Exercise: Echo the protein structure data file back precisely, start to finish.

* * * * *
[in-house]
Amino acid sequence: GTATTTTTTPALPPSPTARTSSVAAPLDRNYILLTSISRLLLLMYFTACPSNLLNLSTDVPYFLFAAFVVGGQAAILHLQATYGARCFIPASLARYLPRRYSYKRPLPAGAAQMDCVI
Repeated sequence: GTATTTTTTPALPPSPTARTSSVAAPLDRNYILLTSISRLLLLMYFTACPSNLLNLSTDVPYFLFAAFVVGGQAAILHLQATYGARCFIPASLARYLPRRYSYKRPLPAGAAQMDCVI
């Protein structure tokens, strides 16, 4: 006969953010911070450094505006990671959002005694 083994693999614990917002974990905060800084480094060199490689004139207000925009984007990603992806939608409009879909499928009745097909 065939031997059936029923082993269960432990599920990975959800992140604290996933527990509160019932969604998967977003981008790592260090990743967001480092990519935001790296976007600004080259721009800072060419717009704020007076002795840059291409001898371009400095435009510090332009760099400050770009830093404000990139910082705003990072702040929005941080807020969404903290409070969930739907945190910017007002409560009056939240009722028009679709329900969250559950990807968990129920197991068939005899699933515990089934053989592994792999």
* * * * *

[in-house]
Amino acid sequence: GTATTTTTTPALPPSPTARTSSVAAPLDRNYILLTSISRLLLLMYFTACPSNLLNLSTDVPYFLFAAFVVGGQAAILHLQATYGARCFIPASLARYLPRRYSYKRPLPAGAAQMDCVI
Repeated sequence: GTATTTTTTPALPPSPTARTSSVAAPLDRNYILLTSISRLLLLMYFTACPSNLLNLSTDVPYFLFAAFVVGGQAAILHLQATYGARCFIPASLARYLPRRYSYKRPLPAGAAQMDCVI
């Protein structure tokens, strides 16, 4: 006969953010911070450094505006990671959002005694 083994693999614990917002974990905060800084480094060199490689004139207000925009984007990603992806939608409009879909499928009745097909 065939031997059936029923082993269960432990599920990975959800992140604290996933527990509160019932969604998967977003981008790592260090990743967001480092990519935001790296976007600004080259721009800072060419717009704020007076002795840059291409001898371009400095435009510090332009760099400050770009830093404000990139910082705003990072702040929005941080807020969404903290409070969930739907945190910017007002409560009056939240009722028009679709329900969250559950990807968990129920197991068939005899699933515990089934053989592994792999």